Dealing With Physical Sensations Experienced During Meditation

Although meditation is pretty much about what’s going inside the head, the body plays a very special role. It can either help you achieve that elusive moment of total stillness and clarity, or it could be a constant source of annoyance and distraction.

Stepping into the meditative state and staying there isn’t easy. It’s not like a switch you can turn off and on any time you want. More often than not, you have to condition yourself first — centering, breathing deeply and slowly, and deliberately calming down — before attempting to step into the zone. You just can’t dive in. You have to ease yourself into it.

So, imagine how hard it would be if your body doesn’t co-operate?

Tight shoulders, numbness or tingling in your limbs, feeling cold or uncomfortably warm, a grumbling stomach, sore spots, tensed areas — these are common sensations that practitioners encounter during meditation.

Experiencing physical sensations while meditating is normal. However, these could be insanely distracting. So, learn how to fend them off before you start meditating. Here are a few tips to keep your body comfortable:

Stretch Gently

Perform a few gentle stretches to loosen up your muscles. If you’ve been on your feet the entire day or if you’ve been sitting behind a desk for hours, some parts of your body are likely to feel stiff and sore. So, prepare your body first.

In addition, regular exercise helps. It strengthens your muscles and keeps your body flexible. Yoga is great for anyone who’s into meditation. Aside from improving balance and co-ordination, it trains the mind to stay in the present at the same time.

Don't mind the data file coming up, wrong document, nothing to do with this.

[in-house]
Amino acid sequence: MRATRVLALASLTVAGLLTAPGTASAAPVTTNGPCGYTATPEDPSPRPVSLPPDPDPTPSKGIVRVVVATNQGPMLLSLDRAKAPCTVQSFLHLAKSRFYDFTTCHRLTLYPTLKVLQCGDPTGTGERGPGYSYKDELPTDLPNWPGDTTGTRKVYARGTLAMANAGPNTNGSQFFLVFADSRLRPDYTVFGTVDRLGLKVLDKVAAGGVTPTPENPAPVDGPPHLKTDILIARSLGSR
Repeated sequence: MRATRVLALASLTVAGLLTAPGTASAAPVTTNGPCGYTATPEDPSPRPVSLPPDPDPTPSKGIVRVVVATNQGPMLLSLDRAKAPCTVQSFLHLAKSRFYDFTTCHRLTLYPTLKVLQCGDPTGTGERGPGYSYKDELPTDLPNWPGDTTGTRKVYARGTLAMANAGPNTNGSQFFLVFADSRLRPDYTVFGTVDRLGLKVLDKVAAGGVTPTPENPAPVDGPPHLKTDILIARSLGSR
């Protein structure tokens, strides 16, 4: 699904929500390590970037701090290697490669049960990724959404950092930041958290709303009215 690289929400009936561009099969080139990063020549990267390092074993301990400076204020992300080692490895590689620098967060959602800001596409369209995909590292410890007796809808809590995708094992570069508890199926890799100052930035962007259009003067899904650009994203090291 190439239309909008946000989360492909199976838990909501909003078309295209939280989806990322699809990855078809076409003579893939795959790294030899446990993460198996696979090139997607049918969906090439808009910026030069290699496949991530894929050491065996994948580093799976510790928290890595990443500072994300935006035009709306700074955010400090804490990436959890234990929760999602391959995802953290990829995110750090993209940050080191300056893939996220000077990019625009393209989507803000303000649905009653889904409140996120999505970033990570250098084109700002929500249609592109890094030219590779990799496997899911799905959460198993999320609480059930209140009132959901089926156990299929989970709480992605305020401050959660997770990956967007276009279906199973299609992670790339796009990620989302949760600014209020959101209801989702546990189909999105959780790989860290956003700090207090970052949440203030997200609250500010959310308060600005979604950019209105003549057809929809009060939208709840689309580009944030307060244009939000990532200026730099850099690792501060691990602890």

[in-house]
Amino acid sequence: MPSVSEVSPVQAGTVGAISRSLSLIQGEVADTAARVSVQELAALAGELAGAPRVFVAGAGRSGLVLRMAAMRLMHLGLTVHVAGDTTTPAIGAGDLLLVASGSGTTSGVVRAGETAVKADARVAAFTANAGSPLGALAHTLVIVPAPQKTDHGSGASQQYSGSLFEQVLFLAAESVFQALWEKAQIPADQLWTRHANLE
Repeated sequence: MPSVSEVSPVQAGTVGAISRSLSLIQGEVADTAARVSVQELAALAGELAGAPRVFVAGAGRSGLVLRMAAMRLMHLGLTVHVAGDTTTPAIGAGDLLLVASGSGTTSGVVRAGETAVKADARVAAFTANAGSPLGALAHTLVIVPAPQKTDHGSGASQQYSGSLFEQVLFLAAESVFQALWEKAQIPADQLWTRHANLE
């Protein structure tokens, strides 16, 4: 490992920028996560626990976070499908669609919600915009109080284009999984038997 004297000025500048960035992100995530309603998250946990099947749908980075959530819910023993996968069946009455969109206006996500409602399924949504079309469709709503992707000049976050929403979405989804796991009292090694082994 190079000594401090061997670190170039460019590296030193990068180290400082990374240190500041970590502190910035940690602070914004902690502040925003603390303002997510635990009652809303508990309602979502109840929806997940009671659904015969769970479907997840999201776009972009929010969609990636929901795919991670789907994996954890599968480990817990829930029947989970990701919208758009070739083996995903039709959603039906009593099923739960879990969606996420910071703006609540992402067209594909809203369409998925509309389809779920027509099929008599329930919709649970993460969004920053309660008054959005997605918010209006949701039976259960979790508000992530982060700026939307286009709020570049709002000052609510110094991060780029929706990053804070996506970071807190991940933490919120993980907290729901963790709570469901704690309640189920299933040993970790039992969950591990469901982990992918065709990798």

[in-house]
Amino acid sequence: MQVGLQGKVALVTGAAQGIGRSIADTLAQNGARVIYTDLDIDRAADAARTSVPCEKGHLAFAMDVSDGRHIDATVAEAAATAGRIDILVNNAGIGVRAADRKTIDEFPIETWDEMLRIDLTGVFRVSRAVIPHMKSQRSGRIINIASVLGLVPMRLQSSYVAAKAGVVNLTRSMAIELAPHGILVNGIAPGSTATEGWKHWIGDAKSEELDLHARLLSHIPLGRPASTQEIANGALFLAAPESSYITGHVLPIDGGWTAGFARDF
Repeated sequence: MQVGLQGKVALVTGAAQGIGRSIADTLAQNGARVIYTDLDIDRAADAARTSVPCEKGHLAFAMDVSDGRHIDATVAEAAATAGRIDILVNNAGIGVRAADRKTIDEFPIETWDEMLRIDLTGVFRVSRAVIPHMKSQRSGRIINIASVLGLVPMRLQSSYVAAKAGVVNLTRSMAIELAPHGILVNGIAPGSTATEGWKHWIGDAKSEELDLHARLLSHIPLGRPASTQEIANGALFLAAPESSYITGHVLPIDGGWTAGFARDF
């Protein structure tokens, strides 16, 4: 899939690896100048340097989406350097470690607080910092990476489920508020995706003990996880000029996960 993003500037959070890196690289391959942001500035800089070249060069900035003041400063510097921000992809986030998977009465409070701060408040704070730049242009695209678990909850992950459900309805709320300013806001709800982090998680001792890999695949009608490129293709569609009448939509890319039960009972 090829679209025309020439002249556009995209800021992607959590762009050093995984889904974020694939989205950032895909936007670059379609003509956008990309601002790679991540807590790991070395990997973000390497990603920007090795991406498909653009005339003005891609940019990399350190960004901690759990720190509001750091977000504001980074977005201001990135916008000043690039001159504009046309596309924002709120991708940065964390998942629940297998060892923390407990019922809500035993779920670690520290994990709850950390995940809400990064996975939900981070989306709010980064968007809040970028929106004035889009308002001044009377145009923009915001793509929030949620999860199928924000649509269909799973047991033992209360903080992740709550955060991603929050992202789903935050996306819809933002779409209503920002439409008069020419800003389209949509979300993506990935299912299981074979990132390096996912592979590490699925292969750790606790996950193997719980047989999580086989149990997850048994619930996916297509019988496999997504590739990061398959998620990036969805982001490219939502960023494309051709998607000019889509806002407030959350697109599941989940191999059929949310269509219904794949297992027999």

Set the Temperature Right

Meditating in a room that’s either too cold or too warm won’t help. Set the temperature just right. If you’re feeling extra cold, cover your legs with a blanket.

On the other hand, if you’re meditating outdoors, it’s important to wear the right kind of clothing. Wear light clothes during warm and sunny days, and bundle up if it’s chilly.

Eat Just Right

If you’ve just eaten a huge cheeseburger with an upsize soda, it’s not a good time to meditate. You’re too full and you’ll probably end up yawning and thinking about the couch. The same thing goes if you’re hungry. A grumbling tummy will only prod your thoughts toward steaks, pasta, ice cream, and all the comfort foods you know.

So, before meditating, make sure your tummy is happy, but not too happy so that it distracts you.



0 replies

Leave a Reply

Want to join the discussion?
Feel free to contribute!

Leave a Reply

Your email address will not be published. Required fields are marked *